The Australian dollar fell heavily overnight as the greenback found some buyers

Photo by Mario Tama/Getty Images

The Australian dollar fell heavily overnight, weighed down by a resurgent greenback following a raft of strong US economic data.

Here’s the scoreboard as at 7am AEST.

AUD/USD 0.7899 , -0.0048 , -0.60%
AUD/JPY 87.07 , -0.14 , -0.16%
AUD/CNH 5.2118 , -0.0388 , -0.74%
AUD/EUR 0.6648 , 0.0011 , 0.17%
AUD/GBP 0.6112 , -0.0038 , -0.62%
AUD/NZD 1.0971 , 0.0023 , 0.21%
AUD/CAD 0.9967 , 0.0023 , 0.23%

After threatening to break above the 80 cent level in Asia following the release of Australian building approvals and construction spending figures which both beat expectation, the AUD/USD gave back all those gains and more in overnight trade as the US dollar strengthened.

The catalyst for the greenback’s gains was the release of strong US economic data during the session.

US Q2 GDP was revised up to a seasonally adjusted annual rate of 3.0%, exceeding expectations for a smaller increase of 2.7%, with consumer and business spending both coming in stronger than what was previously reported.

Ahead of this Friday’s US non-farm payrolls report, there was also good news on the labour market front with the ADP National Employment Report showing an increase in private-sector payrolls of 237,000 during August, easing surpassing forecasts for a smaller gain of 183,000.

It was the strongest increase in hiring reported in five months.

The strong data, assisted by stretched short positioning and renewed chatter than the European Central Bank may act to talk down the euro after its recent surge, also helped to underpin the US dollar’s rally.

As the largest component in the US dollar index, any weakness in the euro tends to see the USD strengthen against most major currency pairs, including the Australian dollar.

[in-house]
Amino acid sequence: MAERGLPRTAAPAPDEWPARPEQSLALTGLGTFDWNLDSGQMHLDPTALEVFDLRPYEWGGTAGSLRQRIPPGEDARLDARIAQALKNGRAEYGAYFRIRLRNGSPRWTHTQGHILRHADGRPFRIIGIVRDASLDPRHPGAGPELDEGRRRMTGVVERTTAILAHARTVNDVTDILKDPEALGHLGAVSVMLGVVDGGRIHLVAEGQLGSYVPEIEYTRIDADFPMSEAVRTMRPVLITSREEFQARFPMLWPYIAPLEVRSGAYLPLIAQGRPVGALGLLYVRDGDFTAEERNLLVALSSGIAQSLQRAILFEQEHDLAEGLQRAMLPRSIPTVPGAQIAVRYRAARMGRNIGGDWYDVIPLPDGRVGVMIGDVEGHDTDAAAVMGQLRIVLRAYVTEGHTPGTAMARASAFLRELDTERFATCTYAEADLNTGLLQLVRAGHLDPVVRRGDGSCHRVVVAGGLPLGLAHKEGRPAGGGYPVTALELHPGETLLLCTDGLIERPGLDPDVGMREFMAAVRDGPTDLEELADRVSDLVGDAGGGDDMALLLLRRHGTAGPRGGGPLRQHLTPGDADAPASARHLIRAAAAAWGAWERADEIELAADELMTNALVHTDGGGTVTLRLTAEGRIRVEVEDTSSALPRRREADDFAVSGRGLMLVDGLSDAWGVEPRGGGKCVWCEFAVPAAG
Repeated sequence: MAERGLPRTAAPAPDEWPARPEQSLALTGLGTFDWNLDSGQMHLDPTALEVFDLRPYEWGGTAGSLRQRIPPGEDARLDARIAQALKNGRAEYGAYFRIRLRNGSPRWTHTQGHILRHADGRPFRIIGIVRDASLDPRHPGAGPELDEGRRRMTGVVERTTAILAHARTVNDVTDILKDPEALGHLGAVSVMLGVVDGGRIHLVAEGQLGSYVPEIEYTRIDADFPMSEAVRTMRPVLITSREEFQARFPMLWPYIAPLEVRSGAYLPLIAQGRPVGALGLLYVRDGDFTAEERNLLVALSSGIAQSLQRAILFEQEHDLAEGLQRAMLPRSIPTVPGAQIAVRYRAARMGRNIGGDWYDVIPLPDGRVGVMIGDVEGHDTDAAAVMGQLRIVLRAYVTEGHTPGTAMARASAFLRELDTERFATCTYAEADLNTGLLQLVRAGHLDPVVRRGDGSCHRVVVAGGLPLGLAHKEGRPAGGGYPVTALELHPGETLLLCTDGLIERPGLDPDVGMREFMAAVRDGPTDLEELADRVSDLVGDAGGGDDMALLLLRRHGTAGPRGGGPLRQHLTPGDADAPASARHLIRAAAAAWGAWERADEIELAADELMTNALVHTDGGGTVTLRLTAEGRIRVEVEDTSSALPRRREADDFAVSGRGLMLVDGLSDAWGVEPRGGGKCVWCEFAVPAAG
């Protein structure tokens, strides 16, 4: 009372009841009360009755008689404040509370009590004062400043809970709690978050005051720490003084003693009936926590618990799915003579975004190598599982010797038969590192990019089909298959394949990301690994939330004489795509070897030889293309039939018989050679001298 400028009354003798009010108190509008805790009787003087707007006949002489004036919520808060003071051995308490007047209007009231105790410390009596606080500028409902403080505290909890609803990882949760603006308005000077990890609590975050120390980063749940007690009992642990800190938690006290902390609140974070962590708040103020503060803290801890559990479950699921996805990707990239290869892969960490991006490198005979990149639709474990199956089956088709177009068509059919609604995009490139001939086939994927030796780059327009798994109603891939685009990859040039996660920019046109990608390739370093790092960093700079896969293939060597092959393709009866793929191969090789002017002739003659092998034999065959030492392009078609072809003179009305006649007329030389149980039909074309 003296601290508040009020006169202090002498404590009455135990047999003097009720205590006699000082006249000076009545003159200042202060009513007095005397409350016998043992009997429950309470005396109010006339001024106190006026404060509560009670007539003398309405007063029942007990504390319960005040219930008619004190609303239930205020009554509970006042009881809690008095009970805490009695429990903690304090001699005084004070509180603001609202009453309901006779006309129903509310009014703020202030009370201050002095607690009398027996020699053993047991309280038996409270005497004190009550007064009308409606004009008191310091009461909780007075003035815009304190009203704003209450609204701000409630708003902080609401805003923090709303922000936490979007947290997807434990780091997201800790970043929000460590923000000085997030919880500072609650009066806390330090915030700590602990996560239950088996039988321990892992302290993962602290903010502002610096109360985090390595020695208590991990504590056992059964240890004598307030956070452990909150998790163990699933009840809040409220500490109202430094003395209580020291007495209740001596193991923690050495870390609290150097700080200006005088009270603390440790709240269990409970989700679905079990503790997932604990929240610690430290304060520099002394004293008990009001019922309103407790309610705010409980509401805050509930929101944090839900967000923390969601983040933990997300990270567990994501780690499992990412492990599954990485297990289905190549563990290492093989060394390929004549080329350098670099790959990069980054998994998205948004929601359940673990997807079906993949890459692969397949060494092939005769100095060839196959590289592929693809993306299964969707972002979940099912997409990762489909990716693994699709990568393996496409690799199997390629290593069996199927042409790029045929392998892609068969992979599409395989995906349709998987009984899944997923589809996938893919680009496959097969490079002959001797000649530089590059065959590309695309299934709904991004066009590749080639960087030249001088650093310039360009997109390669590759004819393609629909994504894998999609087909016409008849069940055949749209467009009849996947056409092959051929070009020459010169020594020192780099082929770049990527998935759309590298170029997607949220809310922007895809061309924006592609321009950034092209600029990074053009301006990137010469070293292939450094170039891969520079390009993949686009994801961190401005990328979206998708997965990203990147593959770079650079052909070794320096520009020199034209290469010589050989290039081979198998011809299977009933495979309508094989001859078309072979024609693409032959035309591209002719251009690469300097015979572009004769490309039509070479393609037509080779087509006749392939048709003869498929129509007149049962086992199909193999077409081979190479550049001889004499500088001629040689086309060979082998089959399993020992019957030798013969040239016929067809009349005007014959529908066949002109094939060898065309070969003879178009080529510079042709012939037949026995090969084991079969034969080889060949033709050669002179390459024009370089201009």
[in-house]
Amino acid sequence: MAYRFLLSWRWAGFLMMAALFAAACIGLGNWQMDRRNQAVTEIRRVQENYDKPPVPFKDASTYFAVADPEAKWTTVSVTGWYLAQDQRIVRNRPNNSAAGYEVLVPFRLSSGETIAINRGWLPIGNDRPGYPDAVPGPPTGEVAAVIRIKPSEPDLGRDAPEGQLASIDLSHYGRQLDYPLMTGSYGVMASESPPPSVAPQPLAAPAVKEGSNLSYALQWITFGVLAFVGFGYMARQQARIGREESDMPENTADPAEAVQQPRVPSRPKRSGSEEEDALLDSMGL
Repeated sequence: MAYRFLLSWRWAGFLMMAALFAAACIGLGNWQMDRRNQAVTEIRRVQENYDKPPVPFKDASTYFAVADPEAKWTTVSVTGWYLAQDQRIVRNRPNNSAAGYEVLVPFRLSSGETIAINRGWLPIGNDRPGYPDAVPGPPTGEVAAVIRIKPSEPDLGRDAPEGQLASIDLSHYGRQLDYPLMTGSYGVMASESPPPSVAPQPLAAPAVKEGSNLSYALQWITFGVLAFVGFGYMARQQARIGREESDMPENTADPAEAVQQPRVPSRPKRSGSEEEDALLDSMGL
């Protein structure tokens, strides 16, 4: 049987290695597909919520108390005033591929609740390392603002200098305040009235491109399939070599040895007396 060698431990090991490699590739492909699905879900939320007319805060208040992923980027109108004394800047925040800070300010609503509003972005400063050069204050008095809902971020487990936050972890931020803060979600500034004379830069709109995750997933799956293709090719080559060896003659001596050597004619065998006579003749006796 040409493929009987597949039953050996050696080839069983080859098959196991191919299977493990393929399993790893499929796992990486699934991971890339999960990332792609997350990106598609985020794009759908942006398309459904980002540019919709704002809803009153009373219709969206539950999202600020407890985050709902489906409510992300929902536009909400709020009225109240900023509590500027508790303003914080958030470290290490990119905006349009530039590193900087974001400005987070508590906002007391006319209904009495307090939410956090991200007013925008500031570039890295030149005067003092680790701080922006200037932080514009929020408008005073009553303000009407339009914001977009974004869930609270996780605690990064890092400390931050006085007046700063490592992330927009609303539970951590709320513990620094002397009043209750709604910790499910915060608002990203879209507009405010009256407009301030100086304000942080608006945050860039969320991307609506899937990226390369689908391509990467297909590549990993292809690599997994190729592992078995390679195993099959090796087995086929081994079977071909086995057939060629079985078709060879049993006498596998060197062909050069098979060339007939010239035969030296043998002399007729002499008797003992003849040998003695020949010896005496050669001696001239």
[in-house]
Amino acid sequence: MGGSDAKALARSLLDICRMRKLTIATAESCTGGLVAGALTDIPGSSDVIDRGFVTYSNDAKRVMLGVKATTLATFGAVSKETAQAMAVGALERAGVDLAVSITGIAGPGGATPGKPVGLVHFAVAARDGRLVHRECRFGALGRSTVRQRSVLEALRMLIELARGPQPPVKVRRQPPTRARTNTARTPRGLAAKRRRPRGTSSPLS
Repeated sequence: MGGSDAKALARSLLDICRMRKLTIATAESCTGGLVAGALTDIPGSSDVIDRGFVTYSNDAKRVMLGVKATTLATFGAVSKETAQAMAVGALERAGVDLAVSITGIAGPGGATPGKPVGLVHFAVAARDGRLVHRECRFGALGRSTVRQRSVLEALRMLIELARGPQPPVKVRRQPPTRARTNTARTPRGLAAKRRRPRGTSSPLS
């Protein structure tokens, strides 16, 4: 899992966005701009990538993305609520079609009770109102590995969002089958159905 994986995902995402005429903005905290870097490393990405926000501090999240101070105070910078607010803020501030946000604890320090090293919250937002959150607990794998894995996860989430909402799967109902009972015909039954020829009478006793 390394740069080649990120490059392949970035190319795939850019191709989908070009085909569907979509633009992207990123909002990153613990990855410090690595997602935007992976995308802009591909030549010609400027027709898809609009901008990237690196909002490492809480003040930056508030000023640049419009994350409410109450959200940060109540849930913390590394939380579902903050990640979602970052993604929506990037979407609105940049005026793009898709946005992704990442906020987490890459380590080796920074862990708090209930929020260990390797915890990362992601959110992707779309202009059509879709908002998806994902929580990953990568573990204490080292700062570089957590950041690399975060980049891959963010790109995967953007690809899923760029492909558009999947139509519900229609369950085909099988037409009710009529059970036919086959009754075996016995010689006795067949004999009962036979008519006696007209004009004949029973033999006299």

As a result, the AUD/USD fell to as low as .7888 before eventually closing the session at .7904.

AUD/USD Hourly Chart

There was little market reaction to a speech from Donald Trump on tax reform that delivered little in the way of new information. Nor did the markets react much to this tweet from Trump earlier in the session in relation to North Korea.

In what was a rarity, at least in recent months, traders saw little reason to sell the US dollar on Wednesday.

Whether that trend continues will likely be determined by the steady flow of economic data scheduled for release on Thursday.

In Australia, markets will receive another input into next week’s Q2 GDP release with private business capital expenditure figures out at 11.30am AEST.

This 10-second guide has further information on what to look out for if you’re trading around the release.

The Reserve Bank of Australia will also release private sector credit figures for July with most interest likely to fall on the split between owner-occupier and investor housing credit growth. It too will be released at 11.30am AEST.

Before those events arrive, China will also release manufacturing, non-manufacturing and steel industry purchasing managers indices (PMIs) at 11am AEST.

Later in the session, data highlights include German retail sales and unemployment figures, eurozone CPI and unemployment, Italian CPI, Canadian GDP and personal consumption and income figures from the US, including all-important core PCE inflation for July, the US Fed’s preferred measure on gauging price pressures.

A modest increase of 0.1% is expected.

Weekly jobless claims and the Chicago PMI will also be released in the US.

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